Is your school district spending a fortune on out-of-district placement? In many parts of the country, the cost of tuition plus transportation is $150,000+ per student. This staggering expense is particularly painful because it’s a large piece of the budget supporting a very small percentage of the student population.
The worst part is, expensive out-of-district programs are not always in the best interest of the students, either.
Administrators may feel like there’s no alternative for students with physical and emotional disabilities. But there is another way: by providing the necessary support services within the district, you can better serve the needs of students and families without busting the budget.
Here’s why and how to do it.
Returning students to their home district is a win for all
Some special needs students, especially those with emotional disabilities, can be better served in their home district with the right supports in place. Here’s how students, families, and school districts all benefit from bringing students back from out-of-district placement:
Benefits for students
- Chance to participate in extracurricular activities and social opportunities
- Improved social skills with more interaction with a variety of students and school staff
- Better opportunities and more real-world experiences to prepare for the world beyond school
Benefits for families
- Seeing their child enjoying interactions with peers in their home community
- Having a more positive school experience
- Reduced anxiety and more hope about their child’s future
Benefits for school districts
- Take back a significant chunk of the budget spent on out-of-district placement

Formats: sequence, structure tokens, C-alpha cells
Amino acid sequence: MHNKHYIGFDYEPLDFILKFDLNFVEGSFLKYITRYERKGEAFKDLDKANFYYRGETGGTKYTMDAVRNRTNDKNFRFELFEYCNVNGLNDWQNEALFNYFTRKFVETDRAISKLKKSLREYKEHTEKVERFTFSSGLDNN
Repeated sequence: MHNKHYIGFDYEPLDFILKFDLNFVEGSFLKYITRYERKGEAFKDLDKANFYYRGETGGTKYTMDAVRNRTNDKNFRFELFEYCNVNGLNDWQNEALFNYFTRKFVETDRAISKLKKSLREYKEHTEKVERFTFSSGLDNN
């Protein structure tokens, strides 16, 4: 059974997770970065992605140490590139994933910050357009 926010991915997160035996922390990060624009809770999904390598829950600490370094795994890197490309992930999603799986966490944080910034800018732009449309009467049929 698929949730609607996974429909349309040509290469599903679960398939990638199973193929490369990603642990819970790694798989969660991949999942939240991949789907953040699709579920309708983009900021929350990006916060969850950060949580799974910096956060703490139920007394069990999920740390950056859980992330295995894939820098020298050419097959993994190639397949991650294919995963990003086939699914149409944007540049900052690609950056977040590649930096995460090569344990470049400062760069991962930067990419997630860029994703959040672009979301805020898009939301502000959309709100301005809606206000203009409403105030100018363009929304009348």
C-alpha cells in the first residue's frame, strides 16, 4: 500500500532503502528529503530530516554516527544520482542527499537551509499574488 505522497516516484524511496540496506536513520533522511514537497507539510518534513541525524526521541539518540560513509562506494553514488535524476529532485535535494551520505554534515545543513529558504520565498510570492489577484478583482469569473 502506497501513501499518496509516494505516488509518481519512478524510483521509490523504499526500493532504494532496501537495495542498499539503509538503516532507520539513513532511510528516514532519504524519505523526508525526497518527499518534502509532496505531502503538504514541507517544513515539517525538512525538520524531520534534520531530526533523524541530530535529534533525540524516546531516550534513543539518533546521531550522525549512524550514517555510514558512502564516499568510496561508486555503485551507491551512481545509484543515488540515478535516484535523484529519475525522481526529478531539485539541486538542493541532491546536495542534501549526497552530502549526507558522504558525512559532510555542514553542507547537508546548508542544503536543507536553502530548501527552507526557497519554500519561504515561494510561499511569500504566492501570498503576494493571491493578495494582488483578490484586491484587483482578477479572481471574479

- Serve a broader population of students (as well as special needs students) with mental wellness support programs
- Meet the requirement to educate students in the least restrictive environment
Out-of-district placement: the right way to frame the discussion
Getting everyone on board with bringing a student back to the district starts with how you framed the situation from the start.
In discussions with the child study team, the family, and the student, always talk about an out-of-district placement as a temporary solution to address the current need. It’s not a permanent step but a tool to get the student back on track.
As the student makes improvements, the goal and the intention should always be to return them to the home district. At every IEP meeting with parents, be sure to revisit your documented goals for the student and how they are progressing toward those goals.
It also helps to keep the student and the family involved with the school district even while the student is placed in an outside program. Invite them to participate in clubs or attend functions like dances, games, and performances. Make an effort to help the student and the family feel that they still belong.
Best practices for bringing students back
1: Identify the best candidates
The ideal approach is to bring back a small and manageable group of students and then build on their success. Review your caseload to look for students who are most likely to succeed in-district with the right supports in place:
- Students making consistent progress in their therapeutic program who are ready to transition back to district with additional support
- Students with emotional disabilities such as anxiety, depression, and emotional dysregulation, who can succeed with in-district mental health support
- Identify and plan for natural opportunities for transition, such as between middle school and high school.